The same goes for your donors. If your fundraising staff are friendly, warm, courteous and respectful, you’ll create an enjoyable experience for donors, and they’ll be more open to giving.

 

6
Appeal to their emotional needs

Why do your donors give?

If you ask them, you’ll understand their feelings and interests. It’s golden information, because it allows you to fine-tune your letters with content that will trigger their emotions – and therefore compel them to give.

According to Simone Joyaux, there are seven emotions that ‘move cash’, so to speak. Here they are, in no particular order:

1. Anger: This is wrong! I must do something!

2. Fear: If I do nothing, my children will never get to see this beautiful species in the wild.

3. Exclusivity: Me? You want me to join your special group of donors?

4. Flattery: You’re absolutely right. I am special because I keep giving to you.

5. Greed: I want more art in the community and giving to you makes sure great art stays.

6. Guilt: I know turtles are dying because of my poor recycling skills. I’ll feel better when I give to that environmental group.

7. Salvation: My gifts effect change and make the world a better place.

It’s our job to play to these emotions through the stories we tell, the language we use, the concepts and design. Understanding your donors is a powerful tool indeed.

  

7
Don’t be lazy with your words 

Poor writing can turn a donor off.

But what constitutes poor writing, you ask? Well, language that is too wordy, paragraphs that are too long and content that is just plain boring.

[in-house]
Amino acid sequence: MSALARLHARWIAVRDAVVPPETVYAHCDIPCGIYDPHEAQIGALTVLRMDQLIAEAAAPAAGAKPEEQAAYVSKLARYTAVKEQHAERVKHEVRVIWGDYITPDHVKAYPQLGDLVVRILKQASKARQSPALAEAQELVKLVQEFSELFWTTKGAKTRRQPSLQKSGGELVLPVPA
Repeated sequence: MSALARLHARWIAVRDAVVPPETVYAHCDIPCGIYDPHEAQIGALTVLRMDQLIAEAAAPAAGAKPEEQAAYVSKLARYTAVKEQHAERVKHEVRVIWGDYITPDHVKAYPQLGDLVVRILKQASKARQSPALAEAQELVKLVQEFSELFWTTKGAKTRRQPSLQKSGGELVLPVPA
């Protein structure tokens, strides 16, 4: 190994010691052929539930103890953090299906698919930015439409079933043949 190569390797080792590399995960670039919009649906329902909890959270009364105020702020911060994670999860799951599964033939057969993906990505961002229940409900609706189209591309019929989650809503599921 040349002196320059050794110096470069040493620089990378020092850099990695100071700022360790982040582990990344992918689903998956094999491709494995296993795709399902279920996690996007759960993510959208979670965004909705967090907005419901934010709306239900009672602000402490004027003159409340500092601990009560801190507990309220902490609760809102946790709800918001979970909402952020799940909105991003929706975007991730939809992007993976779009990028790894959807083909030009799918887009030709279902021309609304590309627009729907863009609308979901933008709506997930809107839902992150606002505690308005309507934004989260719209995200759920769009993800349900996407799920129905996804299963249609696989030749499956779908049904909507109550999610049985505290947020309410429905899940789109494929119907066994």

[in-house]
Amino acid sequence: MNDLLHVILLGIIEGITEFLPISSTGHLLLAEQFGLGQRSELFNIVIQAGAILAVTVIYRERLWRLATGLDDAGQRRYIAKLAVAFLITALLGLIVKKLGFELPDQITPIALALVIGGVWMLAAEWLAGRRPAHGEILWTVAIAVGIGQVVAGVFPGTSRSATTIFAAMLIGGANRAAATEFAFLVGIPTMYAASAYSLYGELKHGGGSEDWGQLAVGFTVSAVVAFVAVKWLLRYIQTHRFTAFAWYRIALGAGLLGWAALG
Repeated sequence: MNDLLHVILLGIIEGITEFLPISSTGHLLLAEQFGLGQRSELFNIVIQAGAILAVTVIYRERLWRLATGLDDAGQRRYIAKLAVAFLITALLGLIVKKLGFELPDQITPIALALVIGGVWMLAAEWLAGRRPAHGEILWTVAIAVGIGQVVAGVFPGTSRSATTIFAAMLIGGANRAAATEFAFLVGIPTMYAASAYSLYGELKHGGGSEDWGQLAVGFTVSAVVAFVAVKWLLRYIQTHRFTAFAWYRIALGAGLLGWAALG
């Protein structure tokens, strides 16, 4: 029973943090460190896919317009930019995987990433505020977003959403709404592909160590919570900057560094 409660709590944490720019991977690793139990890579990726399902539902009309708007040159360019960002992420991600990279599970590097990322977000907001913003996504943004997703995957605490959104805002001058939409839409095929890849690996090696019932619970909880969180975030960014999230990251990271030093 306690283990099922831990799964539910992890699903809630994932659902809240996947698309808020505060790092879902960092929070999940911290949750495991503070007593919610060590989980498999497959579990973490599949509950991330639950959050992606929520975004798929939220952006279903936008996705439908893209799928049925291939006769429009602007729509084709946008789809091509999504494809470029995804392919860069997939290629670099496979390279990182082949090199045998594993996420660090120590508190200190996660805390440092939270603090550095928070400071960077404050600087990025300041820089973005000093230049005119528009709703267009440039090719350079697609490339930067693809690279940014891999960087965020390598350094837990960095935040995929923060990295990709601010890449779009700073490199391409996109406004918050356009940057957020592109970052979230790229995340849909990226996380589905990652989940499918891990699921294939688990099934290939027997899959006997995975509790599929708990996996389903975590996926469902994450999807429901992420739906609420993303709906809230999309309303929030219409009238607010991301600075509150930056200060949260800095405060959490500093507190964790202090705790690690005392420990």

Why utilise longer words when diminutive expressions succeed just as effectively?
Why use long words when small ones work just as well?

Keep your words simple and your paragraphs short. Bite-sized chunks make it so much easier to read.

In fact, while you’re at it, have a go at writing for scanners. For example, make important points bigger to show the reader where to look first. Or capture their attention by using a really, really short paragprah.

Like this.

Load your headings and sub-headings with meaningful, information-carrying words that tell your donor what to expect. Use the active voice. Start sentences with ‘and’ and ‘I’. Write at a Year 7 level. Make it readable with a serif typeface and plenty of white space.

Unlearn all the rules you learnt in school English class and have a crack at the above techniques.

 

8
Focus on retention

Up to 60% of new donors never give again.

Shocking, right? We get that finding new donors is hard. We also get that it’s more expensive than ever. So a thoughtful, well-planned retention strategy should be top of your priority. After all, if you love your donors they will love you back. And they will keep giving, year after year, because they feel valued and engaged.

A focus on retention is absolutely vital to the success and longevity of your fundraising. That means understanding the ladder of loyalty, targeting the right kind of donors, profiling your donors to understand their needs, tracking the churn for better insights, tailoring content and really, truly showing huge amounts of love to the people who support you.

 

Read more about turning your donors into life-long friends with our info-packed retention blog.

 


The success of your fundraising is dependant on the relationships you build with your donors

It’s a big statement. But it’s true.

As Lynne Wester says, donors want a fulfilling experience in exchange for their generosity. They want access and information. They want to feel valued and engaged.

So listen to them. Understand their needs. Put them front and centre in your communications. Go through the above checklist and make sure everything you do is donor-centric, and we guarantee you’ll be rewarded with happy, loyal, life-long supporters.

 


 

Two of our most successful campaigns – I Am for Breast Cancer Network Australia and The Decade That Was for Monash University – are 100% donor-centric. Think impact reports, highly personalised thank you letters, a genuine focus on retention, thoughtful design and language that speaks to the donor.